'The Woman in Black' had a phenomenal couple of weeks' opening at the box office - but is Daniel Radcliffe's horror classic worth the hype?
The film contains what a friend of mine has coined as Daniel Radcliffe's first proper 'Post-Potter Part'. That is to say, Radcliffe has a lot riding on the film's success and perception. He has said that the film is as 'far away from Potter' as he could go - but is it actually scary in a cinema setting? The film is based around Susan Hill's eponymous 'The Woman in Black' novella, and on the stage show which succeeded it, but on merit alone as a film, does it deserve its success?
The film's aim, clearly, is to scare audiences - no, scratch that, to terrify them. In telling the story of Arthur Kipps, a young lawyer thrust out to Eel Marsh House to prove his abilities, the film builds rhythmically to a crescendo of pure terror. All of the jumps and crashes are produced skilfully with sound and visual mixed to get the biggest shocks possible. But these moments are rare - the majority of the film is hallway-stalking and door-opening - at times, it does feel like the whole film is carried on Radcliffe's ability to breathe loudly. But luckily the film does become about more than terror - in the final scenes, there is some genuinely face-shielding moments, and the film's climax has some truly touching, thought-provoking scenes.
The cast were a strange mix. Props to Daniel Radcliffe for what was, under tough scrutiny, a relatively strong performance. The first few scenes (with Kipps' son) of his were stilted and awkward - a problem I can only attribute to the fact that Radcliffe is TWENTY-TWO and not a father. Janet McTeer, who played Mrs Daily, was a stand-out for me - her performance was the perfect tone of awkwardness, creepiness to evoke sympathy. The production team did a great job at rounding up some creepy, creepy kids - seriously scary, scary stuff. However, many of the townsfolk were bland, surface-depth characters who failed to be sufficiently creepy for what they were meant to be - raising laughs from the audience at times.
Now there's something to be said for the cinema experience... the stickiness, the nascent smell of secret sex, the morose staff. But for some films, it just isn't that great, and 'The Woman in Black' is one of them. The natural reaction to shocking and horrifying moments is a brief moment of panic, and then uneasy laughing. Magnify this by 300, and you have my experience - most of my screening began to laugh continuously in anticipation of upcoming terror, and this ruined the film's tone.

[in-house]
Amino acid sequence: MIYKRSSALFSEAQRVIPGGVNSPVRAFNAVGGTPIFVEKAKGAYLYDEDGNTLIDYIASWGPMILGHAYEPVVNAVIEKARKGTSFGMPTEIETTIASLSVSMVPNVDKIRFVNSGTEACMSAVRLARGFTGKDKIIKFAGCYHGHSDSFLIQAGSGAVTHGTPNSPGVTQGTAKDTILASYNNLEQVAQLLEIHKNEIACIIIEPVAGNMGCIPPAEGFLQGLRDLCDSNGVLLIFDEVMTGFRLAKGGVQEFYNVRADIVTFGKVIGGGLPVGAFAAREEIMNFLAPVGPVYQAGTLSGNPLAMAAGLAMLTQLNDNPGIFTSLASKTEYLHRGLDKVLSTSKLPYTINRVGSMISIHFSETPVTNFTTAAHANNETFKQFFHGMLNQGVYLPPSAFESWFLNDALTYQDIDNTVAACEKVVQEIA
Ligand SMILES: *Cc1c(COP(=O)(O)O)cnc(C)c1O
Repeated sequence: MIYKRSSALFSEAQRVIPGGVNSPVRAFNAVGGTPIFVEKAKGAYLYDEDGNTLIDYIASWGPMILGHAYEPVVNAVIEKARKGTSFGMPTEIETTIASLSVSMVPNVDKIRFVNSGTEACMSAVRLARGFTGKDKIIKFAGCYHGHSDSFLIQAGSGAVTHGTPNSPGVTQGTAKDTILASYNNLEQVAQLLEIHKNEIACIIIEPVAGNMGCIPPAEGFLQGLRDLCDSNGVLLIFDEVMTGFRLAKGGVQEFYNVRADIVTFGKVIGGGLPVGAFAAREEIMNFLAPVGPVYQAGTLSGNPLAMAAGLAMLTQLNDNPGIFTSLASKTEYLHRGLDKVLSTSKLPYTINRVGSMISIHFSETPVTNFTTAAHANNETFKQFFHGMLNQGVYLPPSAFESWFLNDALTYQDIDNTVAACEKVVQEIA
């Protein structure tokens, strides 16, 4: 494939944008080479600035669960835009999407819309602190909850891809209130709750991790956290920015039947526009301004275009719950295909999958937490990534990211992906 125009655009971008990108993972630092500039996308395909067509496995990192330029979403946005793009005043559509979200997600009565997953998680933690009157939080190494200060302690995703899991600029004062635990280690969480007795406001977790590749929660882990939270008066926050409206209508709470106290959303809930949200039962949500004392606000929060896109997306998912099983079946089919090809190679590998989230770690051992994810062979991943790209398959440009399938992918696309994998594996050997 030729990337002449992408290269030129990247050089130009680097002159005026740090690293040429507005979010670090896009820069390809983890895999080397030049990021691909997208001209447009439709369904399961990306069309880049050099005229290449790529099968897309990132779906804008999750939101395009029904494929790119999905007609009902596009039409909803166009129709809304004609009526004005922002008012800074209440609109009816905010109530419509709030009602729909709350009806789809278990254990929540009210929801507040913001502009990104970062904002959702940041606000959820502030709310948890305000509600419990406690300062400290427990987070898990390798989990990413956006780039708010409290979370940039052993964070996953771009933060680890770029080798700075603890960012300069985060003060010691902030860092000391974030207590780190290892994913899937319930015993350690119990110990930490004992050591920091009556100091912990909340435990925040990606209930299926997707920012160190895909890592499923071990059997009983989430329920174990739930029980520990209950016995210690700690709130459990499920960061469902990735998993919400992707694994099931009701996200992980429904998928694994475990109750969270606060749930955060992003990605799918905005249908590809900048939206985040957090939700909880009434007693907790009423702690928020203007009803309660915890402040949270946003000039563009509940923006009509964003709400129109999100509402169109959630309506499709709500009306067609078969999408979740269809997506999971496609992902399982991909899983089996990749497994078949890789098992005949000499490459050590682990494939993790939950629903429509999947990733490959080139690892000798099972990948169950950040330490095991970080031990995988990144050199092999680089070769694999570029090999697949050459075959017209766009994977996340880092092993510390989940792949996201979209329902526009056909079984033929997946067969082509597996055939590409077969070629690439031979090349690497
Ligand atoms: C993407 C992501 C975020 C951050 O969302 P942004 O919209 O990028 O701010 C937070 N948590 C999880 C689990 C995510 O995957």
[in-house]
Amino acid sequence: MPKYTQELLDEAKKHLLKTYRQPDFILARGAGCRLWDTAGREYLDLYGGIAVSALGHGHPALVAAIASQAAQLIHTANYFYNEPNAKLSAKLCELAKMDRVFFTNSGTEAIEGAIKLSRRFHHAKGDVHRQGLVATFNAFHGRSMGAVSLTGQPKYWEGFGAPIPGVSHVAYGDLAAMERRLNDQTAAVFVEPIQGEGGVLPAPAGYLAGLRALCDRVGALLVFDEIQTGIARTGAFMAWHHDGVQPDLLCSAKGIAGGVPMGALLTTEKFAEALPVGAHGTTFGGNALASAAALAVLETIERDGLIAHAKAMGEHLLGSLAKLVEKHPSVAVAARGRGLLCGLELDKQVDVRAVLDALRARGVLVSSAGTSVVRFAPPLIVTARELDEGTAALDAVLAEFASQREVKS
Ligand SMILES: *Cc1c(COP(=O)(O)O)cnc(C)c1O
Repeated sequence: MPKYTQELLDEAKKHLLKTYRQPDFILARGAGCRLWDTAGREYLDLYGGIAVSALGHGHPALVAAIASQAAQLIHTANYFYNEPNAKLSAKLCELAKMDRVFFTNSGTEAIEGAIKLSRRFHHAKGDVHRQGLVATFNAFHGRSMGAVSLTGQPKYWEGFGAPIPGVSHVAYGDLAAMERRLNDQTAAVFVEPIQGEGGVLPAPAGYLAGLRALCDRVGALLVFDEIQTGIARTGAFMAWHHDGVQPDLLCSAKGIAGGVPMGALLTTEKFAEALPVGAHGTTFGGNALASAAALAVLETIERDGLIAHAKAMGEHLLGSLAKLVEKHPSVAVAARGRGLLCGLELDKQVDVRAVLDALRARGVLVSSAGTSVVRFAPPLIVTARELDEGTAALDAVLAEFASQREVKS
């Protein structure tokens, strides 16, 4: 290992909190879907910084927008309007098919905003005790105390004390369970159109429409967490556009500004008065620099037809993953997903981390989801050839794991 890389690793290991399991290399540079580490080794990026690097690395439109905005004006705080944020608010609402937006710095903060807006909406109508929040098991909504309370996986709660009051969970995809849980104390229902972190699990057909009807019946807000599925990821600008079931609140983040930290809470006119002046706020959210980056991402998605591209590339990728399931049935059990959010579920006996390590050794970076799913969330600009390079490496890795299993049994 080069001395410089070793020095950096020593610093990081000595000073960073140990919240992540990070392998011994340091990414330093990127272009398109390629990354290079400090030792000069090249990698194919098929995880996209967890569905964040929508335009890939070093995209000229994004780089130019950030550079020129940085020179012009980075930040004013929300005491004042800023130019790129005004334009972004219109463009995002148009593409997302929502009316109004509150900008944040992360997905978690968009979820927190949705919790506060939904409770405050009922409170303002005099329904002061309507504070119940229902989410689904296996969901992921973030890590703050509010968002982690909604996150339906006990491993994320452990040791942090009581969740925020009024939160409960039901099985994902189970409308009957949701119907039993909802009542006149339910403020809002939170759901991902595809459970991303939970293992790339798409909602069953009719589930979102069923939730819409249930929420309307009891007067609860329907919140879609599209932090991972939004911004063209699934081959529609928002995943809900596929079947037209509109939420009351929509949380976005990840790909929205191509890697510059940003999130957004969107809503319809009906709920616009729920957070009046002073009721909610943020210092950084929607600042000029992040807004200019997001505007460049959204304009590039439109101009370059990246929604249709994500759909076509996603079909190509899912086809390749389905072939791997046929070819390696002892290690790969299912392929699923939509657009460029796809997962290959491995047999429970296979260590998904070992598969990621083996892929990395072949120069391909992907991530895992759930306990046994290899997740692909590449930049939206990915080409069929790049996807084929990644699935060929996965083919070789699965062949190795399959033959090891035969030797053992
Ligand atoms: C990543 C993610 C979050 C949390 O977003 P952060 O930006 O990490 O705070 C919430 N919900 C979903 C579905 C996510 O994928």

But how did Dan do? Radcliffe has said that he could not have picked a part further away from his Potter character than the role of Arthur Kipps. Towards the end of the film, Kipps pleads with Mr Daily that he MUST restore the child's body to the woman in black, and that if he can reunite them, the curse would end. Now, ignoring the PREPOSTEROUS scene in which a carriage, missing for decades, is pulled out of the marsh two feet away from the main road, has a dead body fully-in-tact upon it and is pulled up by a CAR, this idea is reminiscent of every Potter film since about the second year at Hogwarts. D-Rad has to do something to save everyone and end the current hardship - classic. Now, to see him in a comedy, or some kind of family comedy-drama would be a change in direction - this, is not. Still, fairly strong stuff in here D-Rad - kudos.
Coming from someone who's not a fan of the generic 'horror' genre, 'The Woman in Black' is still worth a watch. It's lively, haunting and terrifying at times. Has D-Rad succeeded at pulling away from the Potter franchise? Not really, but that was never going to happen over the course of one film. For now, let's just enjoy the fact that he can give attention to films that, let's be honest, wouldn't have half as many people watching without him as the star. Surely that's good for British cinema?